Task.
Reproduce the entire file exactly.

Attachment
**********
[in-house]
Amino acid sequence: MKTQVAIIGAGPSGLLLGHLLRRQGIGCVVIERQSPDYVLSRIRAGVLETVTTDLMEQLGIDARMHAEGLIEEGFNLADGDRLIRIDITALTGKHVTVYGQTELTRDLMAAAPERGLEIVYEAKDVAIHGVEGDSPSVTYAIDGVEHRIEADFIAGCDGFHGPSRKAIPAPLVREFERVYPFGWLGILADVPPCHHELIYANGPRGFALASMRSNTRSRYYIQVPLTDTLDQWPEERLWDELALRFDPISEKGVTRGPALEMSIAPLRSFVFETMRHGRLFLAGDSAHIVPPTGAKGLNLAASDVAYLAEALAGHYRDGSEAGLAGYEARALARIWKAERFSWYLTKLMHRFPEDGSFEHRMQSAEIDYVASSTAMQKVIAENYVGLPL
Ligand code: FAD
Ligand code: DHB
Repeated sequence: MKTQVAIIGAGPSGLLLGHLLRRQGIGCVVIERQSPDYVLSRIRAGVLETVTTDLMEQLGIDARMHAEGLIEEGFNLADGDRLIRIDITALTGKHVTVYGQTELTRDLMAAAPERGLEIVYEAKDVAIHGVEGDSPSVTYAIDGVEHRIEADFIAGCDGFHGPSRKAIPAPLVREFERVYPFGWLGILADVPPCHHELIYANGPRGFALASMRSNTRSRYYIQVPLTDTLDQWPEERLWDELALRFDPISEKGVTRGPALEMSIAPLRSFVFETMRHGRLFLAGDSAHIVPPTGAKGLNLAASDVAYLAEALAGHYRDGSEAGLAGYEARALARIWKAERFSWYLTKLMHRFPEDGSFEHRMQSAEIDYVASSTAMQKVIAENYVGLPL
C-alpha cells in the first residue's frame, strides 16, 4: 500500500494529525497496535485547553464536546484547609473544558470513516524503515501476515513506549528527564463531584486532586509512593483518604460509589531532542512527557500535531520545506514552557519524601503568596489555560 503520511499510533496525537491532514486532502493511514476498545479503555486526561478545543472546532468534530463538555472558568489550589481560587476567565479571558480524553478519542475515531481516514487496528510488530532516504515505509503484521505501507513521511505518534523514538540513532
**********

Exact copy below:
[in-house]
Amino acid sequence: MKTQVAIIGAGPSGLLLGHLLRRQGIGCVVIERQSPDYVLSRIRAGVLETVTTDLMEQLGIDARMHAEGLIEEGFNLADGDRLIRIDITALTGKHVTVYGQTELTRDLMAAAPERGLEIVYEAKDVAIHGVEGDSPSVTYAIDGVEHRIEADFIAGCDGFHGPSRKAIPAPLVREFERVYPFGWLGILADVPPCHHELIYANGPRGFALASMRSNTRSRYYIQVPLTDTLDQWPEERLWDELALRFDPISEKGVTRGPALEMSIAPLRSFVFETMRHGRLFLAGDSAHIVPPTGAKGLNLAASDVAYLAEALAGHYRDGSEAGLAGYEARALARIWKAERFSWYLTKLMHRFPEDGSFEHRMQSAEIDYVASSTAMQKVIAENYVGLPL
Ligand code: FAD
Ligand code: DHB
Repeated sequence: MKTQVAIIGAGPSGLLLGHLLRRQGIGCVVIERQSPDYVLSRIRAGVLETVTTDLMEQLGIDARMHAEGLIEEGFNLADGDRLIRIDITALTGKHVTVYGQTELTRDLMAAAPERGLEIVYEAKDVAIHGVEGDSPSVTYAIDGVEHRIEADFIAGCDGFHGPSRKAIPAPLVREFERVYPFGWLGILADVPPCHHELIYANGPRGFALASMRSNTRSRYYIQVPLTDTLDQWPEERLWDELALRFDPISEKGVTRGPALEMSIAPLRSFVFETMRHGRLFLAGDSAHIVPPTGAKGLNLAASDVAYLAEALAGHYRDGSEAGLAGYEARALARIWKAERFSWYLTKLMHRFPEDGSFEHRMQSAEIDYVASSTAMQKVIAENYVGLPL
C-alpha cells in the first residue's frame, strides 16, 4: 500500500494529525497496535485547553464536546484547609473544558470513516524503515501476515513506549528527564463531584486532586509512593483518604460509589531532542512527557500535531520545506514552557519524601503568596489555560 503520511499510533496525537491532514486532502493511514476498545479503555486526561478545543472546532468534530463538555472558568489550589481560587476567565479571558480524553478519542475515531481516514487496528510488530532516504515505509503484521505501507513521511505518534523514538540513532